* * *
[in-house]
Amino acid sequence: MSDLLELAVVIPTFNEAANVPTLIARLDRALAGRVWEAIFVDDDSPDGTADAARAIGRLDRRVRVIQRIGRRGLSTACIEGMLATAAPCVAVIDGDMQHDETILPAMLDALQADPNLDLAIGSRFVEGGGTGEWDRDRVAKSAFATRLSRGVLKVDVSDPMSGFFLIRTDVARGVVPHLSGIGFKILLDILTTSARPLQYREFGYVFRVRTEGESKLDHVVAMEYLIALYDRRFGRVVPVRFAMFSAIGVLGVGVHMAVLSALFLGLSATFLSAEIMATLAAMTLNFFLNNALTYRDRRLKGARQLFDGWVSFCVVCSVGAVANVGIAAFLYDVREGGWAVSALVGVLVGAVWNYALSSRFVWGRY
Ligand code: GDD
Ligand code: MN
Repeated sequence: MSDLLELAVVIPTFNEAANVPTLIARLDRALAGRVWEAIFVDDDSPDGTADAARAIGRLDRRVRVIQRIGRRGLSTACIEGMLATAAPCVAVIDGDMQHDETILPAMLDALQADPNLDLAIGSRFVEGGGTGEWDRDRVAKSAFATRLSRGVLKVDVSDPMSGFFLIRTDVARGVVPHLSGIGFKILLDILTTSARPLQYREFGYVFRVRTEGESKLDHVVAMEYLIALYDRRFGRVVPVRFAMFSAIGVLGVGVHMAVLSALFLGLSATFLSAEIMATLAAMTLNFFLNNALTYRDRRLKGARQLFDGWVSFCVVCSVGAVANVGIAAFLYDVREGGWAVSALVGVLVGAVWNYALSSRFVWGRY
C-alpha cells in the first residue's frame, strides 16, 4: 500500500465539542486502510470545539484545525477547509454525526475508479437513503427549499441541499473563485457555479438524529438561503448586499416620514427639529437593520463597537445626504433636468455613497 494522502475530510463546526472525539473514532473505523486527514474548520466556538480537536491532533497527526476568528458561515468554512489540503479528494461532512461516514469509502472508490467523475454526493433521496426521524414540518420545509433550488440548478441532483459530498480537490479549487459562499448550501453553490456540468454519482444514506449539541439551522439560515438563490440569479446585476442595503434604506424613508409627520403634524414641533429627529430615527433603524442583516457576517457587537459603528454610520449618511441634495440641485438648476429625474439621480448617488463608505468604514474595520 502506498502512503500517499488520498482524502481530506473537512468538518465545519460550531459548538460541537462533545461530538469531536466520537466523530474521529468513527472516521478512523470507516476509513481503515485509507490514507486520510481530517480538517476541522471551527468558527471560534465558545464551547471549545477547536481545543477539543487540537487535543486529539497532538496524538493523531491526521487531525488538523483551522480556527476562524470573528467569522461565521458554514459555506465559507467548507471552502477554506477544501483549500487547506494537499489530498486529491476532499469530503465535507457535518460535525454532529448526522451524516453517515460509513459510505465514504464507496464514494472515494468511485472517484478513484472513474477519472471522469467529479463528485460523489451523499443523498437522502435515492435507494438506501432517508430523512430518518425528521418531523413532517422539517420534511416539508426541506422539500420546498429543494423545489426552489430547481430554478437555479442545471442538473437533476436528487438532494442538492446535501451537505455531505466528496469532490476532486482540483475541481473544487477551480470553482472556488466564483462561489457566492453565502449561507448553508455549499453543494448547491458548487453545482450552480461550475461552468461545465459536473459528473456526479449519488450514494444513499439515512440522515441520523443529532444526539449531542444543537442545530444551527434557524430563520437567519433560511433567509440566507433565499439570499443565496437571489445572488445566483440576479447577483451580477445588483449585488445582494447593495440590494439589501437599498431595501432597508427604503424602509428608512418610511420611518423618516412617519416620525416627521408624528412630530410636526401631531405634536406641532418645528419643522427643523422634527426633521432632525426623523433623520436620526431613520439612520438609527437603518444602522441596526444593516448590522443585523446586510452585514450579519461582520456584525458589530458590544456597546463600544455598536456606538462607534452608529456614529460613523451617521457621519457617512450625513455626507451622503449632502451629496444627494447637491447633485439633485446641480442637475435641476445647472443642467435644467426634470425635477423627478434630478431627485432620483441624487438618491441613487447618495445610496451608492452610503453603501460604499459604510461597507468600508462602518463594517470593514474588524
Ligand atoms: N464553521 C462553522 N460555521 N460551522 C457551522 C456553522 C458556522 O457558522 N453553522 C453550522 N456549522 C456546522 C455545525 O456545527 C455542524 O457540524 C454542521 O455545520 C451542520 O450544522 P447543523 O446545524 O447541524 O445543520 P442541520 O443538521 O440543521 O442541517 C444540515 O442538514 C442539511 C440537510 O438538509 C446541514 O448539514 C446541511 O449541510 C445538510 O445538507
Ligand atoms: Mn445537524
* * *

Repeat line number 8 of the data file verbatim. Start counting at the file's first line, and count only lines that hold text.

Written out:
Ligand atoms: Mn445537524